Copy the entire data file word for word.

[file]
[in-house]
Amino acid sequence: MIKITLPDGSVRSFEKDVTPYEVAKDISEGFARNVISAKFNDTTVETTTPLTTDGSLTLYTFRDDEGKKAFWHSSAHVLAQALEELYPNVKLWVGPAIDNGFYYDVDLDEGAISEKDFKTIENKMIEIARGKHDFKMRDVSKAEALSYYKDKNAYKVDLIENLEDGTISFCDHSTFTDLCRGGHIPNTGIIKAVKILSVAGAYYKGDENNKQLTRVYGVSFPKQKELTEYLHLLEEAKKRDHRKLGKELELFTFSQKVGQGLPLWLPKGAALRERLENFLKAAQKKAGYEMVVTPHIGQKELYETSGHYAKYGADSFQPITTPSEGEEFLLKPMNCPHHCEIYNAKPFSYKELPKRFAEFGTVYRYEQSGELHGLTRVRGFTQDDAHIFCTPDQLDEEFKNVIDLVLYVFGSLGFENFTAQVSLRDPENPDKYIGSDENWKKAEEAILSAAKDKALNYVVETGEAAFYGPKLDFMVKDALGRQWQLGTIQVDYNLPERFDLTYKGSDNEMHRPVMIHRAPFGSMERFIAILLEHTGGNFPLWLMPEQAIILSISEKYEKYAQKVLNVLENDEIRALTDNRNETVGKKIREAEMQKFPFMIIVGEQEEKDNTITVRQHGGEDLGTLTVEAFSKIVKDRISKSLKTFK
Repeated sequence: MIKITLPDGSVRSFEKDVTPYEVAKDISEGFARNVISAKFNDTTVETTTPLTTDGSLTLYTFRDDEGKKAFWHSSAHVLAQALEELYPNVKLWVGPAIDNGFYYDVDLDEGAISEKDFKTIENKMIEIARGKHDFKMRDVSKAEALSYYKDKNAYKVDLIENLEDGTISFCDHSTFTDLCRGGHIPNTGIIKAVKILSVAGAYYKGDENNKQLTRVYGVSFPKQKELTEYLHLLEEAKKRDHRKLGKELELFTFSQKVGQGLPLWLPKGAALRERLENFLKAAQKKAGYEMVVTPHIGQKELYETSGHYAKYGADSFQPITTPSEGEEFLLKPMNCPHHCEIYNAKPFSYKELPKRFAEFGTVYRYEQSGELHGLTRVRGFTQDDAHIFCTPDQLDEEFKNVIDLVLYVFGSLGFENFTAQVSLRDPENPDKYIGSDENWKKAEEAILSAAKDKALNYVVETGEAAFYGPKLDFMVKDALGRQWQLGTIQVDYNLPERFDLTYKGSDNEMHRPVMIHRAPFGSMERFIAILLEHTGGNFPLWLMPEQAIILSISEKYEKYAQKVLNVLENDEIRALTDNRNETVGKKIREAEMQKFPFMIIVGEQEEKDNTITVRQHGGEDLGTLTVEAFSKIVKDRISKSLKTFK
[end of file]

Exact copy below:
[in-house]
Amino acid sequence: MIKITLPDGSVRSFEKDVTPYEVAKDISEGFARNVISAKFNDTTVETTTPLTTDGSLTLYTFRDDEGKKAFWHSSAHVLAQALEELYPNVKLWVGPAIDNGFYYDVDLDEGAISEKDFKTIENKMIEIARGKHDFKMRDVSKAEALSYYKDKNAYKVDLIENLEDGTISFCDHSTFTDLCRGGHIPNTGIIKAVKILSVAGAYYKGDENNKQLTRVYGVSFPKQKELTEYLHLLEEAKKRDHRKLGKELELFTFSQKVGQGLPLWLPKGAALRERLENFLKAAQKKAGYEMVVTPHIGQKELYETSGHYAKYGADSFQPITTPSEGEEFLLKPMNCPHHCEIYNAKPFSYKELPKRFAEFGTVYRYEQSGELHGLTRVRGFTQDDAHIFCTPDQLDEEFKNVIDLVLYVFGSLGFENFTAQVSLRDPENPDKYIGSDENWKKAEEAILSAAKDKALNYVVETGEAAFYGPKLDFMVKDALGRQWQLGTIQVDYNLPERFDLTYKGSDNEMHRPVMIHRAPFGSMERFIAILLEHTGGNFPLWLMPEQAIILSISEKYEKYAQKVLNVLENDEIRALTDNRNETVGKKIREAEMQKFPFMIIVGEQEEKDNTITVRQHGGEDLGTLTVEAFSKIVKDRISKSLKTFK
Repeated sequence: MIKITLPDGSVRSFEKDVTPYEVAKDISEGFARNVISAKFNDTTVETTTPLTTDGSLTLYTFRDDEGKKAFWHSSAHVLAQALEELYPNVKLWVGPAIDNGFYYDVDLDEGAISEKDFKTIENKMIEIARGKHDFKMRDVSKAEALSYYKDKNAYKVDLIENLEDGTISFCDHSTFTDLCRGGHIPNTGIIKAVKILSVAGAYYKGDENNKQLTRVYGVSFPKQKELTEYLHLLEEAKKRDHRKLGKELELFTFSQKVGQGLPLWLPKGAALRERLENFLKAAQKKAGYEMVVTPHIGQKELYETSGHYAKYGADSFQPITTPSEGEEFLLKPMNCPHHCEIYNAKPFSYKELPKRFAEFGTVYRYEQSGELHGLTRVRGFTQDDAHIFCTPDQLDEEFKNVIDLVLYVFGSLGFENFTAQVSLRDPENPDKYIGSDENWKKAEEAILSAAKDKALNYVVETGEAAFYGPKLDFMVKDALGRQWQLGTIQVDYNLPERFDLTYKGSDNEMHRPVMIHRAPFGSMERFIAILLEHTGGNFPLWLMPEQAIILSISEKYEKYAQKVLNVLENDEIRALTDNRNETVGKKIREAEMQKFPFMIIVGEQEEKDNTITVRQHGGEDLGTLTVEAFSKIVKDRISKSLKTFK